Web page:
1698 David, Second Earl of Wemyss obtained an Act
of Parliament to make certain kinds of glass.
Mr Gibb, who was the Parish Minister, wrote, “This cave is
200 feet (60 metres) in length, 100 feet (30 metres) broad and about
30 feet (9 metres) in height. A tackman for glassworks fitted it
up about 60 years ago. Soon after work commenced, the man became
bankrupt and the buildings were allowed to go into ruin.
1898 the Michael Colliery shafts were sunk a little
to the east of the Cave. In the course of time the upper seams of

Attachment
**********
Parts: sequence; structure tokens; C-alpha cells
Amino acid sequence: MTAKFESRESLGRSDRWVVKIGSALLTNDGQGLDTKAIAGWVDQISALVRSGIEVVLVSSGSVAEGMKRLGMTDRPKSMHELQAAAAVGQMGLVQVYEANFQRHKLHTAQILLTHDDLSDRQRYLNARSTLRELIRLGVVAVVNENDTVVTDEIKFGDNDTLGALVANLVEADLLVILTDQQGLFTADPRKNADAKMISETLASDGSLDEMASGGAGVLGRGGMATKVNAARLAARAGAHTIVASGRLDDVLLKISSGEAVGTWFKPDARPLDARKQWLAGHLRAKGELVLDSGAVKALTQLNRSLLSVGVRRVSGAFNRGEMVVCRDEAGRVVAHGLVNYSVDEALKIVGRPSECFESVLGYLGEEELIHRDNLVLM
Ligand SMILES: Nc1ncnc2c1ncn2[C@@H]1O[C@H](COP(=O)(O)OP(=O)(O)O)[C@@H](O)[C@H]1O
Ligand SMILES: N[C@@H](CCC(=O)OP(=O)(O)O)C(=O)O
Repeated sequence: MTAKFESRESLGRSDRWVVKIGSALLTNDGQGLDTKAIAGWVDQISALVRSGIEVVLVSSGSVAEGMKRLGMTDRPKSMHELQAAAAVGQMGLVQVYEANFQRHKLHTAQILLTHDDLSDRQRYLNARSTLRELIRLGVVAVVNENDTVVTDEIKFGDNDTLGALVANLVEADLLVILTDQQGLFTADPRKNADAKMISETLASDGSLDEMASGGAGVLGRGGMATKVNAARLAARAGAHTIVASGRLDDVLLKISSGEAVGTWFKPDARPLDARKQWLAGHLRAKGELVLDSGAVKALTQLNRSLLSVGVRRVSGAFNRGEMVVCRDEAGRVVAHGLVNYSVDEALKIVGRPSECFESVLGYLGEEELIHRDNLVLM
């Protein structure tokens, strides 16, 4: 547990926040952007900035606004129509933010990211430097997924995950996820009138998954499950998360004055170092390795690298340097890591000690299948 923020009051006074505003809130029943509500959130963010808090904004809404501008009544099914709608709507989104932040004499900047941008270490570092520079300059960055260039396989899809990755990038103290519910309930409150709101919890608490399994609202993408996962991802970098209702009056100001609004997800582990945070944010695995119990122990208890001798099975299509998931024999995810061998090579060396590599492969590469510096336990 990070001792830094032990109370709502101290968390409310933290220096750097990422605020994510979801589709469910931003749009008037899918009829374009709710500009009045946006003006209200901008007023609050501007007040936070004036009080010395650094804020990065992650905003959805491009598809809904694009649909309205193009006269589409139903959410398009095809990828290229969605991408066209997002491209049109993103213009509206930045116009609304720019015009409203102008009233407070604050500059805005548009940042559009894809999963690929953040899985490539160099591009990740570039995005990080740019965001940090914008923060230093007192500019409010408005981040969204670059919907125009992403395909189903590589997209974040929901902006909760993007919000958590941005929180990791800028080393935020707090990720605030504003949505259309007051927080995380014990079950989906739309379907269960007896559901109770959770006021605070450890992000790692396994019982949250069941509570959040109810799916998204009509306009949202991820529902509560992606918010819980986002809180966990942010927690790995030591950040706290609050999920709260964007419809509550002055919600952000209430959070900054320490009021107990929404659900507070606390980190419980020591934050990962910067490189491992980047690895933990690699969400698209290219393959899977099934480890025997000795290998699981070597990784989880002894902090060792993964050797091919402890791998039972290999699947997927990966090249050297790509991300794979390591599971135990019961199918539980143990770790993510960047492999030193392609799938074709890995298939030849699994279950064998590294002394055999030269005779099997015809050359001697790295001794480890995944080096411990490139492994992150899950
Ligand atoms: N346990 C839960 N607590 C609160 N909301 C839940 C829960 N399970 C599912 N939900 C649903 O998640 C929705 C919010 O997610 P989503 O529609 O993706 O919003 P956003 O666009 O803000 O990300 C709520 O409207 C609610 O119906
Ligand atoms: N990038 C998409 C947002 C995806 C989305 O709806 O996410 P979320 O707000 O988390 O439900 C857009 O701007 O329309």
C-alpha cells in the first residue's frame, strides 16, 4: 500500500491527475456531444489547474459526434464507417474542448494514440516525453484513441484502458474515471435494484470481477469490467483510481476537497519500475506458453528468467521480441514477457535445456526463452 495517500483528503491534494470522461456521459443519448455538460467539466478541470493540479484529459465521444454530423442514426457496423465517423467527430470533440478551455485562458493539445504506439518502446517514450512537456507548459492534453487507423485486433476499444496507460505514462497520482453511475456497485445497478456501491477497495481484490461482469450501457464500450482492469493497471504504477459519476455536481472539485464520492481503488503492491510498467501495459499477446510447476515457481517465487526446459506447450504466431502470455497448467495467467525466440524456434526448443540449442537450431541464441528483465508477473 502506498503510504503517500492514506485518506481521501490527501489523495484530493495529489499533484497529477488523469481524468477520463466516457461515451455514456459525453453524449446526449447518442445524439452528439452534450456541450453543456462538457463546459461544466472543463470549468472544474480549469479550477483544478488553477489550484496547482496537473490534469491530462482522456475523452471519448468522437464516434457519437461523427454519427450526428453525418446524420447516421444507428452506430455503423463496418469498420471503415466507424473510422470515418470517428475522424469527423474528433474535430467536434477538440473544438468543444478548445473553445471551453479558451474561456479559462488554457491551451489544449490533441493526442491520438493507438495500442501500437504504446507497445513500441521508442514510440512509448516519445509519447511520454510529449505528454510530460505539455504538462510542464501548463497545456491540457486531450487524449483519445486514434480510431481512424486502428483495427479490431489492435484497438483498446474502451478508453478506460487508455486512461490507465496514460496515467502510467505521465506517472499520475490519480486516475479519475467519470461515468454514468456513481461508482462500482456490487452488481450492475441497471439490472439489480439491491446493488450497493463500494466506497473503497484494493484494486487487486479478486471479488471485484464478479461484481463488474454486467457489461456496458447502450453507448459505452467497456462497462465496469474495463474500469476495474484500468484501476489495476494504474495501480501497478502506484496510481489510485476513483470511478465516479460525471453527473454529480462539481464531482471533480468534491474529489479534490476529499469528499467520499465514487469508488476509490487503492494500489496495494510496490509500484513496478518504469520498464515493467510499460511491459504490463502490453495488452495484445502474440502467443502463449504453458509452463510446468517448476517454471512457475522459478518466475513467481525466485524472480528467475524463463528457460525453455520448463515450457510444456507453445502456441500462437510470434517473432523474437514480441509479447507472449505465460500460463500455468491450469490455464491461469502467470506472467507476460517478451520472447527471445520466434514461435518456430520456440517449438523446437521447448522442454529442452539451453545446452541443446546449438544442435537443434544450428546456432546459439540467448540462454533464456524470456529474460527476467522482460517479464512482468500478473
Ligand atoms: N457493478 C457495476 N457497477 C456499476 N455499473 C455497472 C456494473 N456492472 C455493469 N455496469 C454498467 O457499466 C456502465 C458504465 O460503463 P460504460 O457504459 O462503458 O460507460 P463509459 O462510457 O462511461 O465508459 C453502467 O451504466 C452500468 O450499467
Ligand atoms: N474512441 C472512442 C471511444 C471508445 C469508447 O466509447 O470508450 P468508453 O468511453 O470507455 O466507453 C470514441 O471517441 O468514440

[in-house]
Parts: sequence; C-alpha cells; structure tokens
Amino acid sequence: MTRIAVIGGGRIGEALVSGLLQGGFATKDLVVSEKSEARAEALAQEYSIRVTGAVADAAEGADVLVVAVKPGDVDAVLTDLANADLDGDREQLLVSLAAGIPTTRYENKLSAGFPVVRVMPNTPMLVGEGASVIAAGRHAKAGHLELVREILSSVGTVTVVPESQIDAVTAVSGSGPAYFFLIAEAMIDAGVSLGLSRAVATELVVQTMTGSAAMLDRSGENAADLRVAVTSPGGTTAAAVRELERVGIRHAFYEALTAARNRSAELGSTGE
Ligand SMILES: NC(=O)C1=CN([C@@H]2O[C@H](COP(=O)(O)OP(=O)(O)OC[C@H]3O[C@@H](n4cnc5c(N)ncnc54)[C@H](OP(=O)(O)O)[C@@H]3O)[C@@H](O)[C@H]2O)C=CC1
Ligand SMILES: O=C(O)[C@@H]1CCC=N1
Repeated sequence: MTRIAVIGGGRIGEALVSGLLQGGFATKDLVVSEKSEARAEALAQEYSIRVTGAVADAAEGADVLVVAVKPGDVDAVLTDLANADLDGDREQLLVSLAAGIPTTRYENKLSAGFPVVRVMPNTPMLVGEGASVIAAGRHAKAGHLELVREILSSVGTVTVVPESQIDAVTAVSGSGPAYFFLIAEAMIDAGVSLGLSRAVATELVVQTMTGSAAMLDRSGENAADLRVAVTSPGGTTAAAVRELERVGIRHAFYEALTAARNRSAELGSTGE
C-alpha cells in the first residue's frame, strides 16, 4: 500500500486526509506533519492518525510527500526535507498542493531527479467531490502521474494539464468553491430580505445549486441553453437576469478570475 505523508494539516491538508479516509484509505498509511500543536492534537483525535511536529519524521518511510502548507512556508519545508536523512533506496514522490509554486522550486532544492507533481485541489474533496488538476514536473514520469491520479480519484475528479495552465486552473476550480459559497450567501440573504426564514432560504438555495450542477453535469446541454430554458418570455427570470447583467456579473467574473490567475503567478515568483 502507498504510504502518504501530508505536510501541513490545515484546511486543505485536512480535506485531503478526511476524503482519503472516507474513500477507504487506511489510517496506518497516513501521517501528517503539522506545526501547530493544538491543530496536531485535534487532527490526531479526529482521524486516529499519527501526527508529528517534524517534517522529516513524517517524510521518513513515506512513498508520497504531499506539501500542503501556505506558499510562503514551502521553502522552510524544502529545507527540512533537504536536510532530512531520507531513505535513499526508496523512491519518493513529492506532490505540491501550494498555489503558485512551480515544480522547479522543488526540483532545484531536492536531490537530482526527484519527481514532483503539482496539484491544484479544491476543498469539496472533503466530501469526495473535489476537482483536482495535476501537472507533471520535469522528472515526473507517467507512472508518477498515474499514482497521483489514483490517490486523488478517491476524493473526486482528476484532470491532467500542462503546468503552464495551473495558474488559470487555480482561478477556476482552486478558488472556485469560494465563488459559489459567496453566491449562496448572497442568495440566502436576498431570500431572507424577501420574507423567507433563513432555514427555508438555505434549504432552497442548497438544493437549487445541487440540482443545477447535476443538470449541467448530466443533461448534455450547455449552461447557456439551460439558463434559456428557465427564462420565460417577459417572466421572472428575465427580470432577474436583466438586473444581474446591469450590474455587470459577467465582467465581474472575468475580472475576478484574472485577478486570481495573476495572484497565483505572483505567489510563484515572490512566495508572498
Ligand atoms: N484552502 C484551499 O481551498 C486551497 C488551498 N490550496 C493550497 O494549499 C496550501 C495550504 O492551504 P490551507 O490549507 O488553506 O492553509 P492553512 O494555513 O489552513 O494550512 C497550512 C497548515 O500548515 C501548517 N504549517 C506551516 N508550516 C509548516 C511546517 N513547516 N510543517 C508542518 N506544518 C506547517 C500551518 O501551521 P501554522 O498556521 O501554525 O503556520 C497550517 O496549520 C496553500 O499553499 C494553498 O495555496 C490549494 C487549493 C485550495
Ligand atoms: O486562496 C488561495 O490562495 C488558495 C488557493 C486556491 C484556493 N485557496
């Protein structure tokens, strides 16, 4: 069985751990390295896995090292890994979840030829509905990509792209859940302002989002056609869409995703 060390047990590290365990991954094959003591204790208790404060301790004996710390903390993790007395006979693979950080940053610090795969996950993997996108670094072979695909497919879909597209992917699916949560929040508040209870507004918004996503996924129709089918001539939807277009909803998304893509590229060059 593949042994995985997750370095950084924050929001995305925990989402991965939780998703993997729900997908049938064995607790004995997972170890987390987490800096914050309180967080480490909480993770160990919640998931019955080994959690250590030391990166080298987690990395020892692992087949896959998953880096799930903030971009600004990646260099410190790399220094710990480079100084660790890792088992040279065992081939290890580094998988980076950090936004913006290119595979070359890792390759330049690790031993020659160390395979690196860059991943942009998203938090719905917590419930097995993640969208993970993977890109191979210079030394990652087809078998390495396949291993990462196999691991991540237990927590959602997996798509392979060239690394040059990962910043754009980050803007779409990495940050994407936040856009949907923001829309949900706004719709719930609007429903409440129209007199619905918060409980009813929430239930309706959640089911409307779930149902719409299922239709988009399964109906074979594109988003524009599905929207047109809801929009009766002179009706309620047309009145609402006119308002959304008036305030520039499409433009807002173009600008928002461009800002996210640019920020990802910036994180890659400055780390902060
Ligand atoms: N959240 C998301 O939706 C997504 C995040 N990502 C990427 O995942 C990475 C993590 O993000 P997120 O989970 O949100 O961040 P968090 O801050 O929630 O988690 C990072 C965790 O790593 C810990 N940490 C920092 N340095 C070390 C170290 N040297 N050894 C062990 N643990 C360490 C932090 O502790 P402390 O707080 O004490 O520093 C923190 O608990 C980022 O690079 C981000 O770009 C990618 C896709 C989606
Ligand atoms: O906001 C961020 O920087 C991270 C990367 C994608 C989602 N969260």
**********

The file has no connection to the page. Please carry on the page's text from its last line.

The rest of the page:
coal were worked under the Cave and on an evening in 1901 the Cave
collapsed and is now filled in with red from the colliery.
Cattle often used the cave as a shelter from the sun. It is also
said to have had a chimney in the centre of the roof. The last hole
of the Wemyss Golf Course lay at one of the entrances. A blocked
up entrance can still be seen beside the Coastal Path, which passes
through the site of the old Michael Colliery.